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Thursday, April 15, 2021

Prominent Canberra human rights lawyer adds author to her resume

Human rights lawyer, social advocate, world traveller and CEO, Sonia Di Mezza, has added co-author to her long list of credentials; with a pen name of Angela Aquila, Sonia has co-written Lovesick with her friend Manu Bhat.

Lovesick is Manu’s memoir of the challenge being a woman who lives with HIV in India.

Like many Indian women, Manu was married by arrangement; matched with her husband via a newspaper ad placed by her parents.

Manu’s life changed when she became pregnant with her first baby and medical tests revealed she was HIV positive.

She later discovered her husband had “knowingly infected her” with the virus.

According to Avert, a not-for-profit HIV and sexual health organisation, in 2017 India had the third largest HIV epidemic in the world.

With around two million people infected with the virus, that number is concentrated among key affected populations including sex workers and men who have sex with men.

Despite the HIV antiretroviral treatment being free in India, the uptake remains low (56%) as many people face difficulty in accessing clinics.

Manu’s devastation turned to depression, miscarriage, and eventually divorce.

Then Manu met Sonia, who was living and working in India with Nobel Peace Prize winner, Kailash Satyarthi, at non-government organisation, Bachpan Bachao Andolan, saving children from exploitation.

The two became friends and Manu told Sonia she believed her life was over.

As their friendship developed, Sonia convinced Manu to write her memoir – and in the end, they wrote it together.

Sonia said Australian society has come a long way in understanding HIV and countering its stigma since the 1980s, but in countries with developing economies like India, the reality is very different.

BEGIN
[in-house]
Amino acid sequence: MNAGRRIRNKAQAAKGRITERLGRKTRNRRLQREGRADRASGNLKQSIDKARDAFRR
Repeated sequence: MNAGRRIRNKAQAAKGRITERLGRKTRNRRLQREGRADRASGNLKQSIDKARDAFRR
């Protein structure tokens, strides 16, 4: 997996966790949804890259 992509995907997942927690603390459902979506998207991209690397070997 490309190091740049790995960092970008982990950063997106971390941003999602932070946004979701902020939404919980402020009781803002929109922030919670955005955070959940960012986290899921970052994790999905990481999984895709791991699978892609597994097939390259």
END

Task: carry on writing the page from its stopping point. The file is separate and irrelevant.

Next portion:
Based on a 2018 Thompson Reuters Foundation poll of 548 experts in healthcare, discrimination, cultural traditions, sexual and non-sexual violence, and human trafficking, India was ranked as the most dangerous place in the world for women.

While writing Lovesick, the pair discovered a clinic in Calcutta specifically for HIV-positive patients.

Realising the cultural pressure to marry was contributing the HIV infection rates, a doctor in the Calcutta clinic set up a matrimonial agency for people who are HIV positive, which helped Manu get her happy ending.

Sonia said Manu has been married for nine years now.

“It’s a very loving marriage,” Sonia said.

“The book is about people with HIV. They have rights like everyone else to have a family and to live the lives of their dreams and to have goals.”

Lovesick is being launched on World Aids Day 2020, Tuesday 1 December, in conjunction with Meridian community health organisation – formerly AIDS Action Council.

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